Researchers at UT Southwestern have neutralized what they believe to be a primary factor in Alzheimer’s disease, which could lead to a drug that could be taken by patients long before they show symptoms. If taken for life, they found it could prevent the disorder in 50 to 80 percent of at-risk adults.
If a person contains the protein ApoE4, they are 10 times more likely to develop the disease than someone who has another form of the same protein. The protein causes a build up that negatively impacts nerve cells in the brain, but researchers found a way to reverse the build up. Most other research in the field has focused on stopping the build up of proteins that cause brain degeneration once they exist, but this new method may stop them before they start.
Dr. Joachim Herz is a UT Southwestern molecular biologist and author of the study published in eLife, which describes how the team hopes to prevent late-onset Alzheimer’s, which is diagnosed around age 65. “If we can negate the ApoE4 process early, we may be able to prevent late-onset Alzheimer’s altogether for many people so that they will never get sick,” Dr. Herz said via release.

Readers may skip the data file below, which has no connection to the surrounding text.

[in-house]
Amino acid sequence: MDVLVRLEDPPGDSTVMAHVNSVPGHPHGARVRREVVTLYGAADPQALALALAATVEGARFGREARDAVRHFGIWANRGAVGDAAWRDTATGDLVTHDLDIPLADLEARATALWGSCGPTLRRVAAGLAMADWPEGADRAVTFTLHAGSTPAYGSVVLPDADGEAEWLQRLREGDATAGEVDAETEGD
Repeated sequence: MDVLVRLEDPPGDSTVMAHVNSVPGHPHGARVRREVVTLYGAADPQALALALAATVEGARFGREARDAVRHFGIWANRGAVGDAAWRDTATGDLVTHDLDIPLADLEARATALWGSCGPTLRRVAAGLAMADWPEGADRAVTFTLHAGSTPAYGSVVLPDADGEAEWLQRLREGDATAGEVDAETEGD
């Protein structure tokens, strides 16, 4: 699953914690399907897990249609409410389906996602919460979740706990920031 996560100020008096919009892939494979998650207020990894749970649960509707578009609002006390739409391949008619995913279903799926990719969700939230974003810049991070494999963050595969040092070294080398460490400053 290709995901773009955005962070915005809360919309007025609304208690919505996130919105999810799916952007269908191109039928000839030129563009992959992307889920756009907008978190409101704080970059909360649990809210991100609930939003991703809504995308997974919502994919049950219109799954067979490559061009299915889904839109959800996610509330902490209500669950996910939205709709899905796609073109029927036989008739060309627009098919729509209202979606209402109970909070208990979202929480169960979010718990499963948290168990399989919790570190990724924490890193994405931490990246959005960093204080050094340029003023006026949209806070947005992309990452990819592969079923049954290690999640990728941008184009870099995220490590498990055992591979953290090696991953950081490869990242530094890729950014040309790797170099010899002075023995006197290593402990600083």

Herz is a Professor in UT Southwestern’s Department of Molecular Genetics and serves as the Presbyterian Village North Foundation Distinguished Chair in Alzheimer’s Disease Therapeutic Research and the Thomas O. and Cinda Hicks Family Distinguished Chair in Alzheimer’s Disease Research.